Sunday, December 13, 2009

Baby gharial caught from Padma lands in Rajshahi Zoo

Friday, December 11, 2009

Young one of gharial, one of the most critically endangered crocodilians on the globe and a near extinct species in Bangladesh, was captured from River Padma in Rajshahi on Wednesday.

Meanwhile, a new fishing cat was brought to the Rajshahi Zoo recently after Atghoria Upazila Nirbahi Officer rescued the animal that was caught and injured by villagers.

After fishermen netted the two and a half feet-long baby gharial from Gohomabona under Godagari upazila on Wednesday morning, local youths Arifuzzaman and Ismail took it and handed over to Rajshahi Zoo, said Forhad Uddin, veterinary surgeon of the zoo.

"It is too early to understand the baby gharial's gender. Male gharials have a knot on their snouts, and the knot develops in one year. It is being fed dead fishes as per food chart prescribed by Dhaka Zoo," he said.

The creature is feigning dead in human presence, and seldom wandering in water as it is kept in the cage of tortoise, said Nawshad Ali, a staff of the zoo.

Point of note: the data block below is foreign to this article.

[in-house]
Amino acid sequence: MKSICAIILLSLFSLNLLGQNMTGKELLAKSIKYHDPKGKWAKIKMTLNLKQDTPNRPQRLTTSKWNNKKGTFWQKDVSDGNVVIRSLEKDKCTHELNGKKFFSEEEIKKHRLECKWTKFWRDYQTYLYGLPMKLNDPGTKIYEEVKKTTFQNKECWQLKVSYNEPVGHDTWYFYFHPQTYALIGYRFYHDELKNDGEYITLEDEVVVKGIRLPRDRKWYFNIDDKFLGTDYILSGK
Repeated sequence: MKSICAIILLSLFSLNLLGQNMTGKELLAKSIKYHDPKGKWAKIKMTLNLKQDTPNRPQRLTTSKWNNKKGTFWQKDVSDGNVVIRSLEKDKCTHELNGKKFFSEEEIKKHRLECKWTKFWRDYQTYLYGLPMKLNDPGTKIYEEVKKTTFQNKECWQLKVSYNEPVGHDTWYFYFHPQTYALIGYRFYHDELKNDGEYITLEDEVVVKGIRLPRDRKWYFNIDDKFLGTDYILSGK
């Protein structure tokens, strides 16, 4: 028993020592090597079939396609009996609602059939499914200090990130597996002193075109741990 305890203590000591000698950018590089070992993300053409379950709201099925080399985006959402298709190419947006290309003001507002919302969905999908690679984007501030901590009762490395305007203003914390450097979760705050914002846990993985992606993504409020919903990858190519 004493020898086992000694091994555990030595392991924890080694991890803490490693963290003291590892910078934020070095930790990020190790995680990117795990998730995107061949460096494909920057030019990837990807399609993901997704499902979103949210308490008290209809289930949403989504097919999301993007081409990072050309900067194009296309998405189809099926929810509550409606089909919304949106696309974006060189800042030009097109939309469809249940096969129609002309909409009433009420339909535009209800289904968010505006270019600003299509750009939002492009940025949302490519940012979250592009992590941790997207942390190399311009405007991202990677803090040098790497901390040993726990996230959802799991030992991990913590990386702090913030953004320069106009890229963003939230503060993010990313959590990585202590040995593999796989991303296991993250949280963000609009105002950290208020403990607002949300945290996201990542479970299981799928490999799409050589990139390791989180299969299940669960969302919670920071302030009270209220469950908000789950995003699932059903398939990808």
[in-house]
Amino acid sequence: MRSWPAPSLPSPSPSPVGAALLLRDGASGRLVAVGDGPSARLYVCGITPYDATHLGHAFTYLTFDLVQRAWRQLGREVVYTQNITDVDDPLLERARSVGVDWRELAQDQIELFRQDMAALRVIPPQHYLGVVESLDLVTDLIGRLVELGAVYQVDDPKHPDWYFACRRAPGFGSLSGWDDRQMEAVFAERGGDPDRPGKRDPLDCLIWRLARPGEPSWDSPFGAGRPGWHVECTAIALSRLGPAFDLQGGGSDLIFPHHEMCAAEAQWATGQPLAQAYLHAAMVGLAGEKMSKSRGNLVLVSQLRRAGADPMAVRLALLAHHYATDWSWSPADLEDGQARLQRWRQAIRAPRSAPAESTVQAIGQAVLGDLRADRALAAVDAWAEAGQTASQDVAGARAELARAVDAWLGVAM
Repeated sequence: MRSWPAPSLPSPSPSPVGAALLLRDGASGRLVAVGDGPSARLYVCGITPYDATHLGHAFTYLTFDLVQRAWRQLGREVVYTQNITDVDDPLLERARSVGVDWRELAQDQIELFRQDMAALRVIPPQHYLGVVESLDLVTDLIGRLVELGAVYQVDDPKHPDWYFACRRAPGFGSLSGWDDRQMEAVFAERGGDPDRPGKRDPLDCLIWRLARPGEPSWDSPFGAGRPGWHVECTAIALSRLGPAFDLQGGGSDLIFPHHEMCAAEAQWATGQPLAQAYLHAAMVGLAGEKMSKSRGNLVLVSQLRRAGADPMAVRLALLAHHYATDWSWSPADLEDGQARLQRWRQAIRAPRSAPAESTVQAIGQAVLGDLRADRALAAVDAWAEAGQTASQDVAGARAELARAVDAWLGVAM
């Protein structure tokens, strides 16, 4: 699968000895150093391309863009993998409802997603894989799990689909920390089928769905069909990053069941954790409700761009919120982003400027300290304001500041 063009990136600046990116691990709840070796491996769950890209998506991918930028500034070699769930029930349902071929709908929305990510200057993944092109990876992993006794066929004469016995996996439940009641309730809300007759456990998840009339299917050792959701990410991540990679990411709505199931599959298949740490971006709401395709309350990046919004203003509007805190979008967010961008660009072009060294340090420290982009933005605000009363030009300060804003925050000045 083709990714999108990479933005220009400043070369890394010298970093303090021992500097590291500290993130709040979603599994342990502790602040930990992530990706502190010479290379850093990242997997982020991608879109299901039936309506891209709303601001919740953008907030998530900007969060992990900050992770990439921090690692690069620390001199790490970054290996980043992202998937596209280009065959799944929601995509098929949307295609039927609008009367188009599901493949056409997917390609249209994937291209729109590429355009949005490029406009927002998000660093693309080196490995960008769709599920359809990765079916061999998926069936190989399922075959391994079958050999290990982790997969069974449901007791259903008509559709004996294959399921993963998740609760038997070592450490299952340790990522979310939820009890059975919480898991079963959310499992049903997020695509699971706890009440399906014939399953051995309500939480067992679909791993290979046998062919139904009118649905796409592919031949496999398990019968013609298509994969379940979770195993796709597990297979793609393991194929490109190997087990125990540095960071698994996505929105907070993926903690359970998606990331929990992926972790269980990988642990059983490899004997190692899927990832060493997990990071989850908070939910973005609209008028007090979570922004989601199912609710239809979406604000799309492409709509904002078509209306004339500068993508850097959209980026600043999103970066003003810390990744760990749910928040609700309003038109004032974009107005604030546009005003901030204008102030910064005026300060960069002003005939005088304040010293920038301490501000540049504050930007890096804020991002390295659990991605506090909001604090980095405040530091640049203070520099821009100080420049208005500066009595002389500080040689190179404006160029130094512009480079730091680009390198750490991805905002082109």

With its long and slender snout and needle-sharp interlocking teeth, the gharial has dark spots and cross-stripes against a light grey background. Its eyes are green, frosted with black.

"Size of the gharial tells that it would not be more than a couple of months old. The recovery indicates that breeding adults of the fish-eating reptiles are still surviving in the wild. A similar gharial, also captured from Padma River in January 2004, was sent to a wildlife organisation in Cox's Bazar," said zoologist Dr Altaf Hossain, also a former vice chancellor of Rajshahi University (RU).

RU Zoology teacher ABM Mohsin wondered how these reptiles were surviving amidst massive sand-lifting, human disturbances, intense fishing, siltation and pollution.

"The recent accidental captures of gharials from the Padma suggest the river basin stretching from Godagari to Yusufpur in Rajshahi was virtually a breeding place for gharials that were regularly seen nesting on the banks till the early 90s," he said.

The gharial existed for 2,000 million years and is classified in its own taxonomic subfamily, Gavialis (Hindi word ghariyal or crocodile) gangeticus (of the Ganges River), say Internet sources.

Now it has been included in the International Union for Conservation of Nature (IUCN) Red Data Book for endangered species headed for extinction. Rajshahi Zoo now has two grown up female gharials.

http://www.thedailystar.net/newDesign/news-details.php?nid=117281

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